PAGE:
“When you look at organic production, you need to look at the possibilities, not the problems.”

That was one of the clear messages from Jack Nolan from the Department of Agriculture, Food and the Marine at a well-attended Agricultural Consultants Association (ACA) organic farm walk in Co Offaly on Wednesday.

Speakers on the night included ACA president Noel Feeney; Bord Bia's Seamus McMenamin; ACA organic specialist Mary Lynch; and a number of speakers from the organic certification and training bodies.

There was a huge amount of interest in the organic scheme, with farmers bombarding the speakers all night with questions.

Organic conversion

The farm walk took place on the farm of Conor Larkin, who farms just outside Banagher, Co Offaly.

Conor converted to organic beef production 21 years ago and gave farmers a great insight into his farming system on the night.

Conor runs 30 Limousin suckler cows alongside 80 mid-season Belclare ewes.

The system on the 120-acre farm is kept really simple. There are 30 spring-calving suckler cows run alongside 80 mid-season lambing ewes.

The majority of lambs are sold through the Offaly Lamb Producer Group, with a number of lambs also sold through a local box scheme.

On the cattle side, Conor breeds his own replacements and finishes the remainder through the ABP Goodherdsman brand.

Jack Nolan from the Department of Agriculture outlined where policy was heading, including Government targets of 7.5% of Ireland’s agricultural area being farmed organically by 2030.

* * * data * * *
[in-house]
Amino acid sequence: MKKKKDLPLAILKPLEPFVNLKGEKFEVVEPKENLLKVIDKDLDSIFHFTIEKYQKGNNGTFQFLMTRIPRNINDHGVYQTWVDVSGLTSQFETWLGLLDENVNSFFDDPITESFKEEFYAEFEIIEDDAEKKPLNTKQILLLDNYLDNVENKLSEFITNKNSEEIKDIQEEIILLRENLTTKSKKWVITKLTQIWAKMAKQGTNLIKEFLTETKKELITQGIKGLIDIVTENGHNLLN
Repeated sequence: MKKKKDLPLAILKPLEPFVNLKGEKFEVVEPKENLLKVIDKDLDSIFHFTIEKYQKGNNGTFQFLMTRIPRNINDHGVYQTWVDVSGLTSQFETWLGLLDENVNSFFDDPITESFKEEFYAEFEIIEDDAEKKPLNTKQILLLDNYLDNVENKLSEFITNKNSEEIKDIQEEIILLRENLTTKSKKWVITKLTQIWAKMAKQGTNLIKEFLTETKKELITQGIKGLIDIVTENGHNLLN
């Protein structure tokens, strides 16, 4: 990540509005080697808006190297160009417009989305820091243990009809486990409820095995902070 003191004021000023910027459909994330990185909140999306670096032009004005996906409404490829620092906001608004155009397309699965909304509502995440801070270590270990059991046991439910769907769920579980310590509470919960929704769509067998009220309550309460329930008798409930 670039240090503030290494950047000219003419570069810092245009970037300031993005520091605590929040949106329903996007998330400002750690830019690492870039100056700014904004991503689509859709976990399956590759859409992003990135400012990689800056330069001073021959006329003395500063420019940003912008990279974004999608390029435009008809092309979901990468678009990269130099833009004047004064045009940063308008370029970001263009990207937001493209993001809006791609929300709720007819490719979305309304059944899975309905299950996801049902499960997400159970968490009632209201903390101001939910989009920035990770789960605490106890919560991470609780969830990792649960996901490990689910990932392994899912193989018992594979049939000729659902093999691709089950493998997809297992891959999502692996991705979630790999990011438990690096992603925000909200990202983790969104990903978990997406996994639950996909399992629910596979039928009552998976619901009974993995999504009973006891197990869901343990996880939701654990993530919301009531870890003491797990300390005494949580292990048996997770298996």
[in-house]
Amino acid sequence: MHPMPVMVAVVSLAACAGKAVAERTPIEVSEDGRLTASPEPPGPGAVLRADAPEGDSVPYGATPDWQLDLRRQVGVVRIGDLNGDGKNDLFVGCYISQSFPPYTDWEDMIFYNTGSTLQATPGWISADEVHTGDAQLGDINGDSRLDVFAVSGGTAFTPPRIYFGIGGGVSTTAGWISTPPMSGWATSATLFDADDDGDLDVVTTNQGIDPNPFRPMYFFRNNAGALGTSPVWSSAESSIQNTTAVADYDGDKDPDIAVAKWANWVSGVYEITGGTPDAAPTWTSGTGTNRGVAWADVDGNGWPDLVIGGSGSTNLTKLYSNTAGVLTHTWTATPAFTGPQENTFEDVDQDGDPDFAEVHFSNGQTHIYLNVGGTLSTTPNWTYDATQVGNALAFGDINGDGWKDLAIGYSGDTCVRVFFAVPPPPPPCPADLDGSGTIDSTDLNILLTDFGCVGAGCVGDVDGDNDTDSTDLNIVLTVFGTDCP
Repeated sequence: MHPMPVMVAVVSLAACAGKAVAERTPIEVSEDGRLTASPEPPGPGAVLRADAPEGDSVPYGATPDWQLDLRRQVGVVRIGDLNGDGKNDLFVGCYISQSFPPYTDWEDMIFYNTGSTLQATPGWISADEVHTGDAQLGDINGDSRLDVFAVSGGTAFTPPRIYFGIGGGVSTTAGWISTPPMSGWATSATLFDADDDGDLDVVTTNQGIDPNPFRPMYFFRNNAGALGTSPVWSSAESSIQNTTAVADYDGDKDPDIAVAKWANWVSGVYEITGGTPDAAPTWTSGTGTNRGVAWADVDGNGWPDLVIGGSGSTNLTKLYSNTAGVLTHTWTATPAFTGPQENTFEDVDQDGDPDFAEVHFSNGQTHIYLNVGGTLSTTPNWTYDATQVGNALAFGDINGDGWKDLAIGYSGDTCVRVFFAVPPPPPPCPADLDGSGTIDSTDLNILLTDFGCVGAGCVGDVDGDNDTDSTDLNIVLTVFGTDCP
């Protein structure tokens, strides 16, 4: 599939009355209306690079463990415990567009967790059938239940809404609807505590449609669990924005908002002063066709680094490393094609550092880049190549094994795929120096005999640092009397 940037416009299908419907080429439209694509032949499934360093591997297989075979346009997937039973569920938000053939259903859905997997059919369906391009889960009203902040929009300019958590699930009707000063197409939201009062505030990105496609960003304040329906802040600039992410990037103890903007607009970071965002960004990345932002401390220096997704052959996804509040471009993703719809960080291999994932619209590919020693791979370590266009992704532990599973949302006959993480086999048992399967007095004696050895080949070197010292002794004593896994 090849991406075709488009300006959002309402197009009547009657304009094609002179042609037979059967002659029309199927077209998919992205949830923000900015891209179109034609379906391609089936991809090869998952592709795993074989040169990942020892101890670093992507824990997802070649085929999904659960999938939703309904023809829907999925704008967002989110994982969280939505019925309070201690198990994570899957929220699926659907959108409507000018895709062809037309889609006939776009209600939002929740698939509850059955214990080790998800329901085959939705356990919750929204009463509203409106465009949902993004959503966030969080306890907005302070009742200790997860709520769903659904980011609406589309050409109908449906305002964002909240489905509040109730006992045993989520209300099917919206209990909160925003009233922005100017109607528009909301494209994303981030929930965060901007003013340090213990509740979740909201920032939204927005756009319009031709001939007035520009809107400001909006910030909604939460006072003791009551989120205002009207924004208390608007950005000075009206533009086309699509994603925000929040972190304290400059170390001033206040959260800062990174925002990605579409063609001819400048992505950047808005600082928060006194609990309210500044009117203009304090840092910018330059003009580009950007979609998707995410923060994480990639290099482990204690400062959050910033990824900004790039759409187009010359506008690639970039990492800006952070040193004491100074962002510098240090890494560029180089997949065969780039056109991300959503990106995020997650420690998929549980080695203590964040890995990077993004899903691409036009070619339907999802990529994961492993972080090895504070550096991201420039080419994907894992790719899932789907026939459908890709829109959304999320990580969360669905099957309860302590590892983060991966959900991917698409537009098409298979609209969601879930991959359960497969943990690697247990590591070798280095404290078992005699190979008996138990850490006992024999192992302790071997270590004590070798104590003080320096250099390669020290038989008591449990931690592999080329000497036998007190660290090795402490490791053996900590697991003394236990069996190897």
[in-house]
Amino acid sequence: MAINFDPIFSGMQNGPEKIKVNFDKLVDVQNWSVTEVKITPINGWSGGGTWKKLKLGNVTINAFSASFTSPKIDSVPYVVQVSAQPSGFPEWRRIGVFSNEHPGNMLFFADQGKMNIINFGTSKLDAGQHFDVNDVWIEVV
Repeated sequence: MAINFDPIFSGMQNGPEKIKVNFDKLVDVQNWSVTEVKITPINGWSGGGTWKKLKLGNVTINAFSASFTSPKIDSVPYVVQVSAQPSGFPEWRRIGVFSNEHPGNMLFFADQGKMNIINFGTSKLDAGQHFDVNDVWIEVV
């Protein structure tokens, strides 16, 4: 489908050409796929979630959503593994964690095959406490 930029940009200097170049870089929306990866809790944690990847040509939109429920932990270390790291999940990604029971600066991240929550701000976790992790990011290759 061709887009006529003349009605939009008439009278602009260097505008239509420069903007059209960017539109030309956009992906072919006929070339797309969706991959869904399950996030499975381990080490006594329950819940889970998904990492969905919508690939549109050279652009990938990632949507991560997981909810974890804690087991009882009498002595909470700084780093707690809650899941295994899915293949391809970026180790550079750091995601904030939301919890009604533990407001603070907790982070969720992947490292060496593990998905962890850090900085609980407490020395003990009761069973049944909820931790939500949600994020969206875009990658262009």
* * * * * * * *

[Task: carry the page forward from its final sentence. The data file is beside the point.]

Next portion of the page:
This runs alongside the EU target of achieving 25% of the agricultural area across Europe in organic production by 2030.

The new scheme will open in October and will pay farmers €300/ha annually over a two-year conversion period and €250/ha for the remaining three years of the programme.

Even if there was no scheme, I wouldn’t go back to conventional farming

Farmers will also be paid a special €2,000 payment in year one to go towards organic certification and this payment will continue to be paid at the rate of €1,400 for the remainder of the scheme.

Organic specialist Mary Lynch answered a huge amount of questions on the night from how farmers can get into the scheme to how they manage the farm once in organic production.

There were a lot of questions around housing and the requirement to have 50% of the animal lying area as bedded area.

Mary said: “This causes an issue on a lot of farms. However, sometimes when you sit back and look at things, you can find a solution, such as giving cattle access to another shed that is bedded.”

"Cubicles can also be used, provided the area of the cubicle equates to 3m2."

Conor's cows feed on a slatted area and then have access to a straw-bedded area to lie down.

Mary went through the whole process from becoming organically certified to applying for the scheme and then complying with the Organic Farming Scheme.

Another obvious condition is no fertiliser allowed in organic farming. Slurry can be imported from non-organic farms, provided the slurry is from a cattle or sheep farm where animals are outdoors grazing and not an indoor pig or poultry farm.

When questioned on the profitability of the farm, host farmer Conor said: “To be honest, even if there was no scheme, I wouldn’t go back to conventional farming.

"I like the system and it’s working for me. I’m 21 years now in organic production and I’ve never had an issue that I wouldn’t have had in conventional farming.”

To read more about the farm walk and see a list of the questions and answers that were discussed at the open day, see the beef section of next week’s Irish Farmers Journal.